The House That Fire Built — Baltimore magazine
Baltimore’s health commissioner today declared a Code Red alert running from tomorrow through Sunday.
The Baltimore Symphony Orchestra said today that it has the results of an audit looking into the organization’s finances, and there is “substantial uncertainty about the BSO’s ability to continue as a going concern.”
Two days before management and the musicians are due for another round of federally mediated bargaining, BSO leadership said the review of financial statements ending in August 2018 shows it will be difficult for the orchestra to meet its forecasts for contributed revenue and earned revenue.
Hundreds from around the area came out to Northeast Baltimore this weekend for the Baltimore/Washington One Carnival, an annual celebration of Caribbean music, dancing, food and culture for the Baltimore and D.C. region.
A man who brought a gun into an Old Goucher methadone clinic has died, and a Baltimore Police Department sergeant is in stable condition after an exchange of gunfire this morning inside the medical center in the 2100 block of Maryland Avenue, police said.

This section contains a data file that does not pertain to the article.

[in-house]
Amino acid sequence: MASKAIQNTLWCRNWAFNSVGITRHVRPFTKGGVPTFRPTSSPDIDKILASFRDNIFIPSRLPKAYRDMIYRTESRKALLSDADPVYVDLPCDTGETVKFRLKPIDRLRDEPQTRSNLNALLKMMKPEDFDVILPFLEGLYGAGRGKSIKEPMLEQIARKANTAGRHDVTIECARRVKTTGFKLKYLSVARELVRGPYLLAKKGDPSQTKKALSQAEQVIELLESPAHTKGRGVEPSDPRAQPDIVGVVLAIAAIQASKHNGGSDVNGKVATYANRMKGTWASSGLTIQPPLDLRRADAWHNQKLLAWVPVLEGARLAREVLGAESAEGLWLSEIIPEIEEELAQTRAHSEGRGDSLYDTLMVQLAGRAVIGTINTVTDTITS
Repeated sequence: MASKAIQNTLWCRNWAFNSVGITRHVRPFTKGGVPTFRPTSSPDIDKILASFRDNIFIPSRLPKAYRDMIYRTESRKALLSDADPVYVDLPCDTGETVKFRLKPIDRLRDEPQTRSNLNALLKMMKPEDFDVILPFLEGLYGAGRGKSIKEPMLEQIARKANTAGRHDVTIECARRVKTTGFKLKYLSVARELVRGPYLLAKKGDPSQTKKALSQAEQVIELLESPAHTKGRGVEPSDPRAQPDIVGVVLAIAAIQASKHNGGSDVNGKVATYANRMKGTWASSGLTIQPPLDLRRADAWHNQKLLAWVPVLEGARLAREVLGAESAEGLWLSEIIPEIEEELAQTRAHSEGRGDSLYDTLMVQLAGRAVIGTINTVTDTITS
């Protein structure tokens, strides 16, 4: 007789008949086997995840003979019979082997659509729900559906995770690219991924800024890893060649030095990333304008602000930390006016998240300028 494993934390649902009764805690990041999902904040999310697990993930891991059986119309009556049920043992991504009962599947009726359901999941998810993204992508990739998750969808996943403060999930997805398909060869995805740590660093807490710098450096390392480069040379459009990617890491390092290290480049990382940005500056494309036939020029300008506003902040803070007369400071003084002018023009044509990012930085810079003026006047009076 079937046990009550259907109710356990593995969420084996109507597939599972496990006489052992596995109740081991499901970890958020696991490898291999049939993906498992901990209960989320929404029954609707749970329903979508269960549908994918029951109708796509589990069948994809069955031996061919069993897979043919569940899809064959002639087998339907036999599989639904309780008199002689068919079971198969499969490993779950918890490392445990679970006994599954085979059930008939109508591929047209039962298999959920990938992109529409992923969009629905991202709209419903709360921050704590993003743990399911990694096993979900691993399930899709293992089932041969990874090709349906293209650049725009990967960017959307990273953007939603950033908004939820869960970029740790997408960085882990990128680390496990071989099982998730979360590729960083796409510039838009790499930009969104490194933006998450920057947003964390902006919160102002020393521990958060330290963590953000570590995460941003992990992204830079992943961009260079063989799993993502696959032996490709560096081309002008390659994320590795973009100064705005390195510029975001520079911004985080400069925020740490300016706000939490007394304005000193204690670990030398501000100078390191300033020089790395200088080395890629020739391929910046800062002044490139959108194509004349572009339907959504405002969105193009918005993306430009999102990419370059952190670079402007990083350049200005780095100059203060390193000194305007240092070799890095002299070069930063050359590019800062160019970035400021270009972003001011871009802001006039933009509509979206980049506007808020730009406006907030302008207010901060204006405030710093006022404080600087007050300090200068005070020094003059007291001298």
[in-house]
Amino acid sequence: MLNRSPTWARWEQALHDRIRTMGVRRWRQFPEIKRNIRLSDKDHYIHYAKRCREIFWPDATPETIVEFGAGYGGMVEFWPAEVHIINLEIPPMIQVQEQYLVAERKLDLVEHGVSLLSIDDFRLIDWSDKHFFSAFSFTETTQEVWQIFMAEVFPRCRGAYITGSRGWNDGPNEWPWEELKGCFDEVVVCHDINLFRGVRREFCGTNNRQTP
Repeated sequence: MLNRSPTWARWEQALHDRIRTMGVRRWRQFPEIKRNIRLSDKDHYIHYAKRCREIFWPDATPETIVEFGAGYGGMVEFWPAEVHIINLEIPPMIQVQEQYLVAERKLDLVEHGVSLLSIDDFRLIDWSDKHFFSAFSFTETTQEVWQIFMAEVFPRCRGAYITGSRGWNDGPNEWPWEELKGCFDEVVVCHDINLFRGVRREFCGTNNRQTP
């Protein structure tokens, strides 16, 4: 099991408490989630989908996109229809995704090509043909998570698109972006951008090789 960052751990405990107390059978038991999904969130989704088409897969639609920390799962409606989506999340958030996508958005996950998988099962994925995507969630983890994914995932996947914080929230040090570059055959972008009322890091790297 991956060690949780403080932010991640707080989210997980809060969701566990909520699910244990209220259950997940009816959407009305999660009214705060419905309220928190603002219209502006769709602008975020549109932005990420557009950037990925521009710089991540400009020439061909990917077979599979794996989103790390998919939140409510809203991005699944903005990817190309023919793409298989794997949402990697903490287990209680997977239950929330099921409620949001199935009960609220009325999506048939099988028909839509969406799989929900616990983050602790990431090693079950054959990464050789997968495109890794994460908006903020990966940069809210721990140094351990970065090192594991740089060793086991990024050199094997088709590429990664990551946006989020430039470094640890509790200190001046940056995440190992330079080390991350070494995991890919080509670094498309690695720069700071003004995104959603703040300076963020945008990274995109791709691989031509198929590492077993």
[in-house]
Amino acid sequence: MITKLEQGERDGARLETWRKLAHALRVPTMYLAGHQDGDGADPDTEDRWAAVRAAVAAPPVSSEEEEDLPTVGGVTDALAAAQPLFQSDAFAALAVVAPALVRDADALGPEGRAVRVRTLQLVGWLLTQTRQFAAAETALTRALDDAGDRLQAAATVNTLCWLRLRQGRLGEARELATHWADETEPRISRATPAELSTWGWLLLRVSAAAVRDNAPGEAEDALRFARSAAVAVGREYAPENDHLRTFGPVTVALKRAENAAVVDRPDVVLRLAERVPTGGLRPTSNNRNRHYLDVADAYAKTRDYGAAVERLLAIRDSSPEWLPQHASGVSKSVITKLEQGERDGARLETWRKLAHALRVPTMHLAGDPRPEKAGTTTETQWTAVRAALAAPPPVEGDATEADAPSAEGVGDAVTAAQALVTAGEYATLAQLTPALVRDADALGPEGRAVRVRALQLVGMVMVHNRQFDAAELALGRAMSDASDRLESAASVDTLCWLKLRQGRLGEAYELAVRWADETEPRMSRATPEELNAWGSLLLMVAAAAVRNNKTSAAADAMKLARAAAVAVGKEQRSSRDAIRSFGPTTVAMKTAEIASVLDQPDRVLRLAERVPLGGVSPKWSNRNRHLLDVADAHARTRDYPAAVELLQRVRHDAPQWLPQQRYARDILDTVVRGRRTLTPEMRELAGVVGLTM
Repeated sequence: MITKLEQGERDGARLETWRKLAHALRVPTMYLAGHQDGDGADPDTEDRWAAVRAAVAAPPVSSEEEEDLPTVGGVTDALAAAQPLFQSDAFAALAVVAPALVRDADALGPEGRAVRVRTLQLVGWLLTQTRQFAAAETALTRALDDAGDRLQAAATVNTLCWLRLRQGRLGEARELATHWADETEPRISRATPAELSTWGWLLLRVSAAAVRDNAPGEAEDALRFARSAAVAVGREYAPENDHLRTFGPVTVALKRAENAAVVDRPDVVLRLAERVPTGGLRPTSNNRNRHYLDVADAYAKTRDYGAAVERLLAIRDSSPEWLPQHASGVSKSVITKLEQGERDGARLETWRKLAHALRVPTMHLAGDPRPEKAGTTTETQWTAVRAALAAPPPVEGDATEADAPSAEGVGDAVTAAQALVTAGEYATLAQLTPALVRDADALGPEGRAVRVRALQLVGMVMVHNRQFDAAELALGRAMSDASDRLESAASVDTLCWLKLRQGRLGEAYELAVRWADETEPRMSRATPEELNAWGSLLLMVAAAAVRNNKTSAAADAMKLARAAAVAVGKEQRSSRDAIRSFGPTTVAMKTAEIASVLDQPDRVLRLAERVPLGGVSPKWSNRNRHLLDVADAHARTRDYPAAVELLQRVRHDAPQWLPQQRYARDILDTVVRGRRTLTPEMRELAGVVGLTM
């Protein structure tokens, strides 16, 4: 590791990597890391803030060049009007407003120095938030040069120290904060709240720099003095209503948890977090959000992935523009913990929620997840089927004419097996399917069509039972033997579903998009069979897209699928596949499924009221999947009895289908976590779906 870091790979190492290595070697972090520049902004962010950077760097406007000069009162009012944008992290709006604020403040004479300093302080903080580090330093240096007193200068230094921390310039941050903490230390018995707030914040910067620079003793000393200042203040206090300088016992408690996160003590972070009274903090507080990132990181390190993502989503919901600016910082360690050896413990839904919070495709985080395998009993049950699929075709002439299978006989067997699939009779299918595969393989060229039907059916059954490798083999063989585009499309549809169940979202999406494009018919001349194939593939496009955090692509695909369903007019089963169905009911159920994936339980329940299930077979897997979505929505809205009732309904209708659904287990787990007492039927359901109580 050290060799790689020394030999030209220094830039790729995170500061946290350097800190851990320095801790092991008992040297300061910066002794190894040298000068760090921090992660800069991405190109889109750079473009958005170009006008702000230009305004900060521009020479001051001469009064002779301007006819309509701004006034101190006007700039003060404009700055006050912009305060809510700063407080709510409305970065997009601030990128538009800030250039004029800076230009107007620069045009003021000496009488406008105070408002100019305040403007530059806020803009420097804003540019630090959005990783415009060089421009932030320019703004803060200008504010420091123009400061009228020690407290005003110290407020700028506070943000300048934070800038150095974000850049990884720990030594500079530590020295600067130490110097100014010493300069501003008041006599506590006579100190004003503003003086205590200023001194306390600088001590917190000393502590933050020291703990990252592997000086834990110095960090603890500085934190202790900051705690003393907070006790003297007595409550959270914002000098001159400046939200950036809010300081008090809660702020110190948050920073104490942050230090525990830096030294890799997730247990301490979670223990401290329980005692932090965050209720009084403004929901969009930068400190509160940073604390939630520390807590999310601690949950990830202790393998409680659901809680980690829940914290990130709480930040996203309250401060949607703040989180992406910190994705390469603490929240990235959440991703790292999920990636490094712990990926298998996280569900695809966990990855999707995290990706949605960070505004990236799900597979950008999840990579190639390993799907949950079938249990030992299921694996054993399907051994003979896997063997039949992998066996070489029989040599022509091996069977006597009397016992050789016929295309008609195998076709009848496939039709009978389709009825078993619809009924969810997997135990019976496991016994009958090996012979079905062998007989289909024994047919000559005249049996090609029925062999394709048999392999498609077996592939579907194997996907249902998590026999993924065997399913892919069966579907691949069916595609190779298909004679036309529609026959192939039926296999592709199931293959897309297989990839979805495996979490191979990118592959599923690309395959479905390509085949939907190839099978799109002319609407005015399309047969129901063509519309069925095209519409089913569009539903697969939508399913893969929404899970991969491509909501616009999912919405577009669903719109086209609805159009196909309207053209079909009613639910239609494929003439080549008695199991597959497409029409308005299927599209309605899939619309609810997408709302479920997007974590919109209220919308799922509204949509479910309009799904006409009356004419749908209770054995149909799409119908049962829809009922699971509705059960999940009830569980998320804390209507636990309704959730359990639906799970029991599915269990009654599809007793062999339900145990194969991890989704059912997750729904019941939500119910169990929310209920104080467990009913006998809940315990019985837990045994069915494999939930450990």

A man with gunshot wounds who was found in a different part of the building has also died. Police Commissioner Michael Harrison, who said he’s viewed all the body-worn camera footage from the incident, told reporters that officers only fired at the man who brought a gun into the clinic after he started shooting at them.
A female worker at the clinic sustained non-life threatening injuries during the incident, Harrison said.
An arcade with new and classic cabinet games and a restaurant helmed by Secret Sauce Co. is coming to the former home of Red Emma’s in Station North.
Michael Shecter, one of the co-owners of the North Avenue Market building, is partnering with MAGFest, the locally run nonprofit dedicated to gaming and video game music, Secret Sauce and other vendors to make the new space, which will take the name of the old market.
OIG says former DOT manager ‘publicly humiliated and demeaned’ employees; sources say it was Pourciau
A higher-up at the city’s Department of Transportation resigned after a sprawling investigation into her conduct at the office, a tenure that included cases of her “demeaning” numerous employees to the point where it reduced departmental morale.
That individual was Michelle Pourciau, according to City Hall sources not authorized to speak publicly on the investigation.